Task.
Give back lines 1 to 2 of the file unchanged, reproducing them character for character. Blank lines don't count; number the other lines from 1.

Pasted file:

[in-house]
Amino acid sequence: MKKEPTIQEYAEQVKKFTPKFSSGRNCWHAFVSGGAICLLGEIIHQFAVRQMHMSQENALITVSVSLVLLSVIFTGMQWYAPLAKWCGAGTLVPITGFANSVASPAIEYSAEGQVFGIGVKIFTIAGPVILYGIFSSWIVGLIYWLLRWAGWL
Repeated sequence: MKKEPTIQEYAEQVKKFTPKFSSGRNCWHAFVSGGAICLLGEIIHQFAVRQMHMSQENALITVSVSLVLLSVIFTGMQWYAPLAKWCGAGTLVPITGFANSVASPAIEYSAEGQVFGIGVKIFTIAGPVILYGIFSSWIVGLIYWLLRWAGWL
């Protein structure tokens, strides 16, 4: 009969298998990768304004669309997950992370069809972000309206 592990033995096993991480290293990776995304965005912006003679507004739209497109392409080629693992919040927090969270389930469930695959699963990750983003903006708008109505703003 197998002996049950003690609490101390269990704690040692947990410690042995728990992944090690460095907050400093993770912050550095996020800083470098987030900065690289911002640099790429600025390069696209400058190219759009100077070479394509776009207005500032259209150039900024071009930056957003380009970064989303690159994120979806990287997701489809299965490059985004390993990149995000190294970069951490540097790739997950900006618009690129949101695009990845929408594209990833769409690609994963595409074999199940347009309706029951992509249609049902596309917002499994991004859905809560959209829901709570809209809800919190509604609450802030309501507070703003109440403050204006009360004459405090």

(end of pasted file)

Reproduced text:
[in-house]
Amino acid sequence: MKKEPTIQEYAEQVKKFTPKFSSGRNCWHAFVSGGAICLLGEIIHQFAVRQMHMSQENALITVSVSLVLLSVIFTGMQWYAPLAKWCGAGTLVPITGFANSVASPAIEYSAEGQVFGIGVKIFTIAGPVILYGIFSSWIVGLIYWLLRWAGWL